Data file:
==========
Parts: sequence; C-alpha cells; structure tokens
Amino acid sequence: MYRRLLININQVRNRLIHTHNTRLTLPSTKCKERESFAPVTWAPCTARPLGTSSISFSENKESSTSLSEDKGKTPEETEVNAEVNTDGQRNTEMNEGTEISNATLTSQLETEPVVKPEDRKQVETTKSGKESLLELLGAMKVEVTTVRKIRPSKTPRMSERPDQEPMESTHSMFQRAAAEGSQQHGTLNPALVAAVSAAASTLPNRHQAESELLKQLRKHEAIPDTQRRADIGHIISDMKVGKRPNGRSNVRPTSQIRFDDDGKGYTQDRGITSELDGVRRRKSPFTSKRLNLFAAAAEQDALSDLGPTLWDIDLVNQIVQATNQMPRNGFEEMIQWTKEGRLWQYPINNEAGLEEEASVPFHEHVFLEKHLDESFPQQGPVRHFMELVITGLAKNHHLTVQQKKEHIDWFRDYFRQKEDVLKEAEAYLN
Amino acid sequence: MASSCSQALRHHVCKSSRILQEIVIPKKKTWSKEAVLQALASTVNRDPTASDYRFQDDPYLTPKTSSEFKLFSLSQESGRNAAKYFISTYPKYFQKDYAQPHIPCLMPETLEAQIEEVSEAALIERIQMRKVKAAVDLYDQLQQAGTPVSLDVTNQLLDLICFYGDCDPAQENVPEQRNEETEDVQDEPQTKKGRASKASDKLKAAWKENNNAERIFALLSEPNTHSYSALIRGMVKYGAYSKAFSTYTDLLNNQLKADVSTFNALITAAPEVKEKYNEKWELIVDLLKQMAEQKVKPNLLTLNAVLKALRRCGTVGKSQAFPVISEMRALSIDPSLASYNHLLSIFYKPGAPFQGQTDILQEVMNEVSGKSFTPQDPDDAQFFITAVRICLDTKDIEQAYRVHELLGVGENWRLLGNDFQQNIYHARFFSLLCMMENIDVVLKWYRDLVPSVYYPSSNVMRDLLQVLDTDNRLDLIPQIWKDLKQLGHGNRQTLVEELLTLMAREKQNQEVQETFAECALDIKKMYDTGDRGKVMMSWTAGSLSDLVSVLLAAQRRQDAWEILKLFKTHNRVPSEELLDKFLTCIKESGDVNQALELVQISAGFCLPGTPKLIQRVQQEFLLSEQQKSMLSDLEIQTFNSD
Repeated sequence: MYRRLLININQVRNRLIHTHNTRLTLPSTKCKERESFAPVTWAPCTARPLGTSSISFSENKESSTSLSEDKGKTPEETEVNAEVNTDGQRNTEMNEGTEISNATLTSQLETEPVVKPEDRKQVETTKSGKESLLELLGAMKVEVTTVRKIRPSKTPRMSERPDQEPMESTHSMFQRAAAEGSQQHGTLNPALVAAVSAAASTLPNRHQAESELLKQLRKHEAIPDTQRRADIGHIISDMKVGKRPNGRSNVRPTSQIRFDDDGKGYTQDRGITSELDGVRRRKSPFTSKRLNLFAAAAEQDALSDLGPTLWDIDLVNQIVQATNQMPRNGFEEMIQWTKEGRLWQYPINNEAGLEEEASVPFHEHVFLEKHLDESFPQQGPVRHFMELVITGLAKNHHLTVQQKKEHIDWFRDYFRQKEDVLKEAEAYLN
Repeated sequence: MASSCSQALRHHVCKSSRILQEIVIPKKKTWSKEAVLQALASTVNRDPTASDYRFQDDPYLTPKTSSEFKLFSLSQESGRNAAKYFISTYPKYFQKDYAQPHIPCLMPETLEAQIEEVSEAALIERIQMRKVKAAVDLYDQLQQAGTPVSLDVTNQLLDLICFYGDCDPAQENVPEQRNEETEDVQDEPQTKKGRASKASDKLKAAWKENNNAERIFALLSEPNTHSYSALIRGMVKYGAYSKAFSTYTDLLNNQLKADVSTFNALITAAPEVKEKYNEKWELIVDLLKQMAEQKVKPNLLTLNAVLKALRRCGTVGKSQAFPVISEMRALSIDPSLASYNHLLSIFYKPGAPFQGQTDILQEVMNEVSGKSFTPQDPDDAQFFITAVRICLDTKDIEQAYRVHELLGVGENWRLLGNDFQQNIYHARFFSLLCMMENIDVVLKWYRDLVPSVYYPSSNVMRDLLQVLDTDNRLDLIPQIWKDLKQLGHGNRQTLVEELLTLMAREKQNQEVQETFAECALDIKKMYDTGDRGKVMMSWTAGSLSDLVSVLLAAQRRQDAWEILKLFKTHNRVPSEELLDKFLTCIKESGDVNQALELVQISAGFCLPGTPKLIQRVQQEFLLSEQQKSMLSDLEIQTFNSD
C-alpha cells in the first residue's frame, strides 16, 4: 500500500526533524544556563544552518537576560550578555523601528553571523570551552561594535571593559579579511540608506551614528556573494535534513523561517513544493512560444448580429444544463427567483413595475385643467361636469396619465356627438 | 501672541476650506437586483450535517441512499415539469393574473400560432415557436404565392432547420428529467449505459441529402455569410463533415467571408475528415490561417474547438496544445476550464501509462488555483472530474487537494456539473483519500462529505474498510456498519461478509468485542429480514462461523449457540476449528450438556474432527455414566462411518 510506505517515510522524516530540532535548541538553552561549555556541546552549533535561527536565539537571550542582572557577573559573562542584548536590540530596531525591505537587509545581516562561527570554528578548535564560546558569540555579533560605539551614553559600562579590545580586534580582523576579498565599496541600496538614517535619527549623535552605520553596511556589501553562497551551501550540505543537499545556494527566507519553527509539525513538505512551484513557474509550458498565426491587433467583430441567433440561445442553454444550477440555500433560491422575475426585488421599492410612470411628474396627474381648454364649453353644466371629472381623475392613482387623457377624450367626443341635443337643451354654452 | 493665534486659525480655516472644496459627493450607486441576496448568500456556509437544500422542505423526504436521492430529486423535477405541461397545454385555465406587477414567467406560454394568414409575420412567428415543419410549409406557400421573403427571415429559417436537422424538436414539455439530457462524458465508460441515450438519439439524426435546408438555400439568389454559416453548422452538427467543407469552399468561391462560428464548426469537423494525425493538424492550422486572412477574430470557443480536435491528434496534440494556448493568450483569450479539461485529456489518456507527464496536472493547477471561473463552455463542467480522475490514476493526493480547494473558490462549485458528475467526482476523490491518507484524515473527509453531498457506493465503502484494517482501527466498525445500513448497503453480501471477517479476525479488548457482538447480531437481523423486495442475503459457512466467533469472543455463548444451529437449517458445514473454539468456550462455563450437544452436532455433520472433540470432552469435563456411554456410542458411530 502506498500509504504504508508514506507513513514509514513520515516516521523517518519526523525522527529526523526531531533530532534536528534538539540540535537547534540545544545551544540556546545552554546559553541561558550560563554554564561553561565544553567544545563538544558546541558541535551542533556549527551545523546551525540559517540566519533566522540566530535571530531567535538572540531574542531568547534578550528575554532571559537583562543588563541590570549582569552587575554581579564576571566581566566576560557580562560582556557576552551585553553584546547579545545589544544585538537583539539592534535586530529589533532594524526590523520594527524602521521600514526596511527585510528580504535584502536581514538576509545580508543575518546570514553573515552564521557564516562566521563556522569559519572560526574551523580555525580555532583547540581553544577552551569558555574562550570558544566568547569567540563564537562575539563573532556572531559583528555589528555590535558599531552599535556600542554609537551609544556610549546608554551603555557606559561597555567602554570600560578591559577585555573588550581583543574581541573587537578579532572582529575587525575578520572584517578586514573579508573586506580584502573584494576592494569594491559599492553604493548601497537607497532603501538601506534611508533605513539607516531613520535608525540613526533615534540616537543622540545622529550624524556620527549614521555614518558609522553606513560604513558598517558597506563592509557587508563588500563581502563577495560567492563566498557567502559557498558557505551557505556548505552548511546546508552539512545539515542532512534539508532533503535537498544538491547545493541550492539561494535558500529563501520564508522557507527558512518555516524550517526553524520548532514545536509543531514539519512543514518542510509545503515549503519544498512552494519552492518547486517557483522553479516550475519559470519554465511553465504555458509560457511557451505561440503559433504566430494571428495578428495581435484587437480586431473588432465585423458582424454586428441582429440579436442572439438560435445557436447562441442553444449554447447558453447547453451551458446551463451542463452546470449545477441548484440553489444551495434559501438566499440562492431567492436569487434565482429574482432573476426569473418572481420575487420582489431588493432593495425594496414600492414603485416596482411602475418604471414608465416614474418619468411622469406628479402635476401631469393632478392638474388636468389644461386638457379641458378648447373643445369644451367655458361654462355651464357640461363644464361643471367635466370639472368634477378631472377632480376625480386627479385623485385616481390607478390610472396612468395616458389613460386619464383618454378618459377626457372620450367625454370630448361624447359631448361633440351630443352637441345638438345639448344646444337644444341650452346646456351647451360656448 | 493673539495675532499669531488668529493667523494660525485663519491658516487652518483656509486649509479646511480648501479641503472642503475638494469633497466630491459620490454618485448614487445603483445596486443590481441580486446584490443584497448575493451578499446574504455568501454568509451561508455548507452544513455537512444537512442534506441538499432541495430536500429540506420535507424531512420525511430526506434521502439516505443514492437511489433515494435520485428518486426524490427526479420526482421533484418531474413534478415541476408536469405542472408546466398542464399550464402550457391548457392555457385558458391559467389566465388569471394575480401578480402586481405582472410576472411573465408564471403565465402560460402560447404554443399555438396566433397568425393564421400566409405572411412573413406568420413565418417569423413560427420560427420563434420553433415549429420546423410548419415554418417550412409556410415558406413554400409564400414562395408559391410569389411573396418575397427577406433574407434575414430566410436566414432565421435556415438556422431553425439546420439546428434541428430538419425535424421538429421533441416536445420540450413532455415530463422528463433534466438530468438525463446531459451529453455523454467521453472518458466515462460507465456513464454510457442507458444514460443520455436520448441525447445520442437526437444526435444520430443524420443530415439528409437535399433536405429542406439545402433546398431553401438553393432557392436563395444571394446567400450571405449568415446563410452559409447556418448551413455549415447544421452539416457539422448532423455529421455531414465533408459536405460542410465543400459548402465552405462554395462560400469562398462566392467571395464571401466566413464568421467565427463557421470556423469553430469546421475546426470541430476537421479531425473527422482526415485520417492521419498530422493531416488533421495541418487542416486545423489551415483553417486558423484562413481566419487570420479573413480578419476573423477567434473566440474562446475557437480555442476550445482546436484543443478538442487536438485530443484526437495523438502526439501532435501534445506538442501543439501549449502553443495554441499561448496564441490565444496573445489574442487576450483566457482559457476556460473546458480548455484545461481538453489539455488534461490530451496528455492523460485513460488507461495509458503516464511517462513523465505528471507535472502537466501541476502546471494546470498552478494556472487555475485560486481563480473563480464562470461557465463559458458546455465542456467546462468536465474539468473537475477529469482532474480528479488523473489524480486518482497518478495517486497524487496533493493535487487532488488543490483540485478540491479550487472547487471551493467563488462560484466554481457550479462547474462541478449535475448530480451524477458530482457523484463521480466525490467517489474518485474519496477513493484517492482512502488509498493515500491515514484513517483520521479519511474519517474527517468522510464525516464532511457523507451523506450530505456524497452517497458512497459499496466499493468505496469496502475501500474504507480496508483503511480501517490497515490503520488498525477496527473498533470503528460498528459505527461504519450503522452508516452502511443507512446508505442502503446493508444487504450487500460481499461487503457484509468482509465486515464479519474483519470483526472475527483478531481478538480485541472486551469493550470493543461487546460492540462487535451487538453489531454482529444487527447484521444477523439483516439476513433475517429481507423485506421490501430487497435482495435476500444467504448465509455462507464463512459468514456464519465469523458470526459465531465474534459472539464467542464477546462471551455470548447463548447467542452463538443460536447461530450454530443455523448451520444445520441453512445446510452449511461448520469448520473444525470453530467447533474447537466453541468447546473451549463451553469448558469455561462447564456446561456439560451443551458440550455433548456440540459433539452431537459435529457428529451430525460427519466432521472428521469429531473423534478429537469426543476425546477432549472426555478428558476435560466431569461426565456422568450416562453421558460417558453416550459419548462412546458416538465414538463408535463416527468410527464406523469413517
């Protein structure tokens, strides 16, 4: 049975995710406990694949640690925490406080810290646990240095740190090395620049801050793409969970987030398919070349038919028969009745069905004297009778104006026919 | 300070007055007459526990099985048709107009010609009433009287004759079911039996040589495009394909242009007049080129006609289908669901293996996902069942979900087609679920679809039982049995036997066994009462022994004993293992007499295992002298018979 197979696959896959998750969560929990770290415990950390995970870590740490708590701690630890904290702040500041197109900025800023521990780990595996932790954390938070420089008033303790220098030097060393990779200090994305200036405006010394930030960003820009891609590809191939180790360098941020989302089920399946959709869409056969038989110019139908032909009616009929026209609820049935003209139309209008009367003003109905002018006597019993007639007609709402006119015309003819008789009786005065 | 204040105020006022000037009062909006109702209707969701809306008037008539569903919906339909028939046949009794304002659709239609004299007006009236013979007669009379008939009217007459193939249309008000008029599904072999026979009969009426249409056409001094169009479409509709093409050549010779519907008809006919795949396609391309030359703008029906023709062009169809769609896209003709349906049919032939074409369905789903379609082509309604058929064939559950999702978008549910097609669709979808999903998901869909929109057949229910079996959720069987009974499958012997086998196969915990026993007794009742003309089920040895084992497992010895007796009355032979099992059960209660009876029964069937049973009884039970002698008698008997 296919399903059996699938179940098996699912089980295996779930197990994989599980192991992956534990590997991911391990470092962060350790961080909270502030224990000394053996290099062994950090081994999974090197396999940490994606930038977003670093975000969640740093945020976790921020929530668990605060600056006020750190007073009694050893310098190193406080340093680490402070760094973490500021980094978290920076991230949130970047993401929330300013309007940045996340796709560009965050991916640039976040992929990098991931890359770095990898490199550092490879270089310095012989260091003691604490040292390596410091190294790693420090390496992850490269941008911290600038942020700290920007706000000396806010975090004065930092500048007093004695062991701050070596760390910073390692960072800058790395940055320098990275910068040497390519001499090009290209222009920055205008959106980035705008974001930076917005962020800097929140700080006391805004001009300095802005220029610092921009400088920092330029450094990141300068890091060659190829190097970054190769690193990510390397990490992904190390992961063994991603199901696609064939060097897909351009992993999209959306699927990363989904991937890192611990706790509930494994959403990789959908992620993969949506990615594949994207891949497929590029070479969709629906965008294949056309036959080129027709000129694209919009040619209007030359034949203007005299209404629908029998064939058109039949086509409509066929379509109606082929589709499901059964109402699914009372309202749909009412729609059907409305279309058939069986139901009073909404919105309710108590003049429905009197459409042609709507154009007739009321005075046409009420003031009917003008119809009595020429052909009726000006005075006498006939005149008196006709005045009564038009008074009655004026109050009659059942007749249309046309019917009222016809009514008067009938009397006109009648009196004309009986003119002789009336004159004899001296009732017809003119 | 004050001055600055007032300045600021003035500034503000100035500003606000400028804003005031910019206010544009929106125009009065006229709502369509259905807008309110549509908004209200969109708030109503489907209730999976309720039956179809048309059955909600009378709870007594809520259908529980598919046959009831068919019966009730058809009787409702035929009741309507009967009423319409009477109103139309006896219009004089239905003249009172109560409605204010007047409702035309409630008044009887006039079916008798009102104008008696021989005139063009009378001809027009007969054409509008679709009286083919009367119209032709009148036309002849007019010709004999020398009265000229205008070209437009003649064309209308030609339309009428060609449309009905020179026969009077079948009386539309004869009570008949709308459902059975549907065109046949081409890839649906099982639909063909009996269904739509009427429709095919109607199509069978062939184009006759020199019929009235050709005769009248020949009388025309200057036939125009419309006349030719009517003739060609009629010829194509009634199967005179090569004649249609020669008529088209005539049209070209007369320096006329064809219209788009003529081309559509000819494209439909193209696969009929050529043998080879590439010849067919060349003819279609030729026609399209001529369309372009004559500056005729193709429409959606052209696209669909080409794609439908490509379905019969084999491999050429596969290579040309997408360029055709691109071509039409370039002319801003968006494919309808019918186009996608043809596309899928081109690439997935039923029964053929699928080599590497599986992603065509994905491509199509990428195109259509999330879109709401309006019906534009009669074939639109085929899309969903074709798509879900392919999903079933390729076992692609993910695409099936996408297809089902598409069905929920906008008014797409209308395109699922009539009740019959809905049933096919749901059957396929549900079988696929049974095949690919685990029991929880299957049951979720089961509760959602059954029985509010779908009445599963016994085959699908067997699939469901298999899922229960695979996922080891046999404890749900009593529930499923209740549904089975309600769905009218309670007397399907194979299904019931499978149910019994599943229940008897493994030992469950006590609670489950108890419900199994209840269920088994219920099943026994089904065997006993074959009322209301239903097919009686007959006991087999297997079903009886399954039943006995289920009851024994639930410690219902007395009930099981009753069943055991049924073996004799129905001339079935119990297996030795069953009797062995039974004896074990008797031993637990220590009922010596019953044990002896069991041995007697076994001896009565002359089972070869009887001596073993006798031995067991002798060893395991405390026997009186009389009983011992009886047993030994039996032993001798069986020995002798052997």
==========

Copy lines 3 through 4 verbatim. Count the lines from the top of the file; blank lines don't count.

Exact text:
Amino acid sequence: MASSCSQALRHHVCKSSRILQEIVIPKKKTWSKEAVLQALASTVNRDPTASDYRFQDDPYLTPKTSSEFKLFSLSQESGRNAAKYFISTYPKYFQKDYAQPHIPCLMPETLEAQIEEVSEAALIERIQMRKVKAAVDLYDQLQQAGTPVSLDVTNQLLDLICFYGDCDPAQENVPEQRNEETEDVQDEPQTKKGRASKASDKLKAAWKENNNAERIFALLSEPNTHSYSALIRGMVKYGAYSKAFSTYTDLLNNQLKADVSTFNALITAAPEVKEKYNEKWELIVDLLKQMAEQKVKPNLLTLNAVLKALRRCGTVGKSQAFPVISEMRALSIDPSLASYNHLLSIFYKPGAPFQGQTDILQEVMNEVSGKSFTPQDPDDAQFFITAVRICLDTKDIEQAYRVHELLGVGENWRLLGNDFQQNIYHARFFSLLCMMENIDVVLKWYRDLVPSVYYPSSNVMRDLLQVLDTDNRLDLIPQIWKDLKQLGHGNRQTLVEELLTLMAREKQNQEVQETFAECALDIKKMYDTGDRGKVMMSWTAGSLSDLVSVLLAAQRRQDAWEILKLFKTHNRVPSEELLDKFLTCIKESGDVNQALELVQISAGFCLPGTPKLIQRVQQEFLLSEQQKSMLSDLEIQTFNSD
Repeated sequence: MYRRLLININQVRNRLIHTHNTRLTLPSTKCKERESFAPVTWAPCTARPLGTSSISFSENKESSTSLSEDKGKTPEETEVNAEVNTDGQRNTEMNEGTEISNATLTSQLETEPVVKPEDRKQVETTKSGKESLLELLGAMKVEVTTVRKIRPSKTPRMSERPDQEPMESTHSMFQRAAAEGSQQHGTLNPALVAAVSAAASTLPNRHQAESELLKQLRKHEAIPDTQRRADIGHIISDMKVGKRPNGRSNVRPTSQIRFDDDGKGYTQDRGITSELDGVRRRKSPFTSKRLNLFAAAAEQDALSDLGPTLWDIDLVNQIVQATNQMPRNGFEEMIQWTKEGRLWQYPINNEAGLEEEASVPFHEHVFLEKHLDESFPQQGPVRHFMELVITGLAKNHHLTVQQKKEHIDWFRDYFRQKEDVLKEAEAYLN